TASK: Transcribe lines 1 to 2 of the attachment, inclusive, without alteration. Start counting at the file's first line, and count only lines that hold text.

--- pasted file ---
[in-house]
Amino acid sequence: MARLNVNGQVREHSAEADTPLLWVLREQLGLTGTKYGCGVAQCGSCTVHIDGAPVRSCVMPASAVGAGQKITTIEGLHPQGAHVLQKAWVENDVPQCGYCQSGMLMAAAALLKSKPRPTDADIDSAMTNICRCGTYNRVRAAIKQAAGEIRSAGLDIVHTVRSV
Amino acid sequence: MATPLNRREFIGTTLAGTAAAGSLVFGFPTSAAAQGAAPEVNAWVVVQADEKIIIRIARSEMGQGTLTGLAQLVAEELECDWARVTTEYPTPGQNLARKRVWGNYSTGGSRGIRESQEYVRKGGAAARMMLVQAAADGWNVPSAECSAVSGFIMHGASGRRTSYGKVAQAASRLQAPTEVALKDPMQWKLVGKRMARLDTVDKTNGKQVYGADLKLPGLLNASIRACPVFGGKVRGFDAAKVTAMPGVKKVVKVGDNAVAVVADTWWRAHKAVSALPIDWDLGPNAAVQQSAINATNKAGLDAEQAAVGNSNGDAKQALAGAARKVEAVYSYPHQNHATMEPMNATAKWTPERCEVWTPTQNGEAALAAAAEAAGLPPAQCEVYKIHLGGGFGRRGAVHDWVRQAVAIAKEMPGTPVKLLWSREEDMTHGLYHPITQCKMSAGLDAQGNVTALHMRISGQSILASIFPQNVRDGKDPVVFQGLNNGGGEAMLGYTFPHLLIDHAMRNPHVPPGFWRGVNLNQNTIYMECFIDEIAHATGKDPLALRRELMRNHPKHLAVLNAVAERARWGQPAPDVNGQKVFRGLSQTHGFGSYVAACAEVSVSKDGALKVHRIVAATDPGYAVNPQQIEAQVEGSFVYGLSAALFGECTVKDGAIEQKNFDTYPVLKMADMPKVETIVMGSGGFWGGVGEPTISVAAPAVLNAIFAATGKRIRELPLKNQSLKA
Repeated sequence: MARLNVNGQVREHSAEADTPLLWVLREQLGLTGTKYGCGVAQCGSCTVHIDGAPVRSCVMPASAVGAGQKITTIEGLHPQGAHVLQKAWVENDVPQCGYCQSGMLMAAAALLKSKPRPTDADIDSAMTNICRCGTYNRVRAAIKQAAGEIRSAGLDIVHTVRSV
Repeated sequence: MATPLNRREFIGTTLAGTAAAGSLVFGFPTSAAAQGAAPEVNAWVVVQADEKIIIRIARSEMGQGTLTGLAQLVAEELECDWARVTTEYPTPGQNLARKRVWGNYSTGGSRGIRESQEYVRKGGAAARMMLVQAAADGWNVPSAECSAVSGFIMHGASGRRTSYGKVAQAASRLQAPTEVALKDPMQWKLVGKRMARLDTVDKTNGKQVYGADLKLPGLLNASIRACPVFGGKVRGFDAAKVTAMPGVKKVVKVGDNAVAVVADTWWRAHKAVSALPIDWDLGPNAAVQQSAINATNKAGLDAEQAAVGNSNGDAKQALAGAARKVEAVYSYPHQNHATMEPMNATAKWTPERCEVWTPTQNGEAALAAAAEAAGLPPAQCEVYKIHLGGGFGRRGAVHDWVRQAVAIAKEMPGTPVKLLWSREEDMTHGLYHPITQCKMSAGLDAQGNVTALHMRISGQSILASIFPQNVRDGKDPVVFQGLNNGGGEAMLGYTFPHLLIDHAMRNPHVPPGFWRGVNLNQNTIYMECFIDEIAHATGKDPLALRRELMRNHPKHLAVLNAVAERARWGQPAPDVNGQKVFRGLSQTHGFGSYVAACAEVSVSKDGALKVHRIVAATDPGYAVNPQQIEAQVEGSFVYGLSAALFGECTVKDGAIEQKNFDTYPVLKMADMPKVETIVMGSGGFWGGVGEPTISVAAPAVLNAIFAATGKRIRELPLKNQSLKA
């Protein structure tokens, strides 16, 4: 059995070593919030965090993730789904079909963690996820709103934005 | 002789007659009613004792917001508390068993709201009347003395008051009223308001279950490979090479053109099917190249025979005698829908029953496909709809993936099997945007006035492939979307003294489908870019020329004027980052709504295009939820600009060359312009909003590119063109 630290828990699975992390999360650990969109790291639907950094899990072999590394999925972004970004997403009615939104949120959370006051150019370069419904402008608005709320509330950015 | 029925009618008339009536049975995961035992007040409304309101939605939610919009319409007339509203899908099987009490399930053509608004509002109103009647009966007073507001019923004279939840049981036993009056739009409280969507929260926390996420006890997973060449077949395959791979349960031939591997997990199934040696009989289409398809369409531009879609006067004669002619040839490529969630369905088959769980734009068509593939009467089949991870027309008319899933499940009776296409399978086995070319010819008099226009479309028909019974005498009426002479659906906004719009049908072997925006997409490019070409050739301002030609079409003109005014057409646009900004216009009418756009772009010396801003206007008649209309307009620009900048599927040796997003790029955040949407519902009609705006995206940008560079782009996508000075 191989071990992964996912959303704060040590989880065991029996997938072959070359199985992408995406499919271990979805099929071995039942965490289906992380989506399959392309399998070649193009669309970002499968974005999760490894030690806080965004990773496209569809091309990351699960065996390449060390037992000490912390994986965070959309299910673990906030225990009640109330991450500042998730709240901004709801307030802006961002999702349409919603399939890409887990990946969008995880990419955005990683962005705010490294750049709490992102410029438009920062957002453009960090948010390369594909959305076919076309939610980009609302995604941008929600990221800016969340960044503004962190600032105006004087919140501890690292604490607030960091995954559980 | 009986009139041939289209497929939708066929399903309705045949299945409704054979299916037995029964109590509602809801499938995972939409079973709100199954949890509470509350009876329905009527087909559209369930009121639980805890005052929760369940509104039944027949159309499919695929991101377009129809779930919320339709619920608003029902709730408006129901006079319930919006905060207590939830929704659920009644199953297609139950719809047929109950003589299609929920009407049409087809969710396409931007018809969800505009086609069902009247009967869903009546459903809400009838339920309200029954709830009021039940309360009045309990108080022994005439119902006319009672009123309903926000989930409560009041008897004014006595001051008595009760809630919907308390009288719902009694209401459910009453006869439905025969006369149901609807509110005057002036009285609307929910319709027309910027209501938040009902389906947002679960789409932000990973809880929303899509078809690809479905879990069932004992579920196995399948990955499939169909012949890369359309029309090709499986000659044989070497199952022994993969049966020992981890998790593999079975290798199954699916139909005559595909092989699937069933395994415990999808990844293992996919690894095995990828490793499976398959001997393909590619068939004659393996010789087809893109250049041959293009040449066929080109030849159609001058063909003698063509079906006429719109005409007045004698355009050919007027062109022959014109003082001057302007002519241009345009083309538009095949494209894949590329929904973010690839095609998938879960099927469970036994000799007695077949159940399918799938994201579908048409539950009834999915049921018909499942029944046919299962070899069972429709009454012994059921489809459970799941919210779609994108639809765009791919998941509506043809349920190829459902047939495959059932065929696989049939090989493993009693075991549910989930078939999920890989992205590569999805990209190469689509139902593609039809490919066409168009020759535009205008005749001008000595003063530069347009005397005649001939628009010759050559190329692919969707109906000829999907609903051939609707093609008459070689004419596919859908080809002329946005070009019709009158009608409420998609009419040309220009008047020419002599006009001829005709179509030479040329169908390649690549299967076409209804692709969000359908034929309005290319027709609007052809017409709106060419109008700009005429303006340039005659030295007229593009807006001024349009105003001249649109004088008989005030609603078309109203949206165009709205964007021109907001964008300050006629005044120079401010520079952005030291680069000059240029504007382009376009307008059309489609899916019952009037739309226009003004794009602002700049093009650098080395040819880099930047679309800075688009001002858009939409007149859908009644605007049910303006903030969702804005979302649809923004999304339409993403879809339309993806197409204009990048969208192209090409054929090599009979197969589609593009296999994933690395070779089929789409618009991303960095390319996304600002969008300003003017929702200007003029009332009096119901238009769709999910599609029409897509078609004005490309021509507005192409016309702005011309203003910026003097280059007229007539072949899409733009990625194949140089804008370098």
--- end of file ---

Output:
[in-house]
Amino acid sequence: MARLNVNGQVREHSAEADTPLLWVLREQLGLTGTKYGCGVAQCGSCTVHIDGAPVRSCVMPASAVGAGQKITTIEGLHPQGAHVLQKAWVENDVPQCGYCQSGMLMAAAALLKSKPRPTDADIDSAMTNICRCGTYNRVRAAIKQAAGEIRSAGLDIVHTVRSV